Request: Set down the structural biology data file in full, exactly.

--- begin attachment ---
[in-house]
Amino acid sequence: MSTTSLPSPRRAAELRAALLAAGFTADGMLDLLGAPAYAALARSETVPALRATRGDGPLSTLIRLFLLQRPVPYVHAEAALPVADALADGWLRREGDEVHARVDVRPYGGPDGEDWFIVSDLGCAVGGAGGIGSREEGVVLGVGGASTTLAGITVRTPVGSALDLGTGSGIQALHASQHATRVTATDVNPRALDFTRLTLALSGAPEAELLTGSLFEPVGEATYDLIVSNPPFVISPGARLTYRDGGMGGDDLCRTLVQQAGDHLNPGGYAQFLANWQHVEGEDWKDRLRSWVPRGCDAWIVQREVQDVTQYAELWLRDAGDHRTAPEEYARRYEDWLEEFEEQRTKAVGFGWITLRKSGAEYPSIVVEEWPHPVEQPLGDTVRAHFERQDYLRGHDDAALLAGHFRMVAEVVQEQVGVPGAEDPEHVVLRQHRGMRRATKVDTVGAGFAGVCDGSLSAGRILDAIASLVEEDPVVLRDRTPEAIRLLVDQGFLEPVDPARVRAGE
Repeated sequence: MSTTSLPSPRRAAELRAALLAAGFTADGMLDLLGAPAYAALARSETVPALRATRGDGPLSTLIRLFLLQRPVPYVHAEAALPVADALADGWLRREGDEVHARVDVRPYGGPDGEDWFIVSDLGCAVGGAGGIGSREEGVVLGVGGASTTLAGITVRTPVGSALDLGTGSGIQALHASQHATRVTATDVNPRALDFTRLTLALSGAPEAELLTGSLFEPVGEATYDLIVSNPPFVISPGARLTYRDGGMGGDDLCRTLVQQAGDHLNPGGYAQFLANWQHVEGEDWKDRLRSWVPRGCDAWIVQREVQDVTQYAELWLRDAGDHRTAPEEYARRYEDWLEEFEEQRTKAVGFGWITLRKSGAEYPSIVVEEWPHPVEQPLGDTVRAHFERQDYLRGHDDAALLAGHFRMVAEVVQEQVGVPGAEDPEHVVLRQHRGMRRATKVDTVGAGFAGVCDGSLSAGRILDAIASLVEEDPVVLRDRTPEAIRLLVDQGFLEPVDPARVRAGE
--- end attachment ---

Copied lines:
[in-house]
Amino acid sequence: MSTTSLPSPRRAAELRAALLAAGFTADGMLDLLGAPAYAALARSETVPALRATRGDGPLSTLIRLFLLQRPVPYVHAEAALPVADALADGWLRREGDEVHARVDVRPYGGPDGEDWFIVSDLGCAVGGAGGIGSREEGVVLGVGGASTTLAGITVRTPVGSALDLGTGSGIQALHASQHATRVTATDVNPRALDFTRLTLALSGAPEAELLTGSLFEPVGEATYDLIVSNPPFVISPGARLTYRDGGMGGDDLCRTLVQQAGDHLNPGGYAQFLANWQHVEGEDWKDRLRSWVPRGCDAWIVQREVQDVTQYAELWLRDAGDHRTAPEEYARRYEDWLEEFEEQRTKAVGFGWITLRKSGAEYPSIVVEEWPHPVEQPLGDTVRAHFERQDYLRGHDDAALLAGHFRMVAEVVQEQVGVPGAEDPEHVVLRQHRGMRRATKVDTVGAGFAGVCDGSLSAGRILDAIASLVEEDPVVLRDRTPEAIRLLVDQGFLEPVDPARVRAGE
Repeated sequence: MSTTSLPSPRRAAELRAALLAAGFTADGMLDLLGAPAYAALARSETVPALRATRGDGPLSTLIRLFLLQRPVPYVHAEAALPVADALADGWLRREGDEVHARVDVRPYGGPDGEDWFIVSDLGCAVGGAGGIGSREEGVVLGVGGASTTLAGITVRTPVGSALDLGTGSGIQALHASQHATRVTATDVNPRALDFTRLTLALSGAPEAELLTGSLFEPVGEATYDLIVSNPPFVISPGARLTYRDGGMGGDDLCRTLVQQAGDHLNPGGYAQFLANWQHVEGEDWKDRLRSWVPRGCDAWIVQREVQDVTQYAELWLRDAGDHRTAPEEYARRYEDWLEEFEEQRTKAVGFGWITLRKSGAEYPSIVVEEWPHPVEQPLGDTVRAHFERQDYLRGHDDAALLAGHFRMVAEVVQEQVGVPGAEDPEHVVLRQHRGMRRATKVDTVGAGFAGVCDGSLSAGRILDAIASLVEEDPVVLRDRTPEAIRLLVDQGFLEPVDPARVRAGE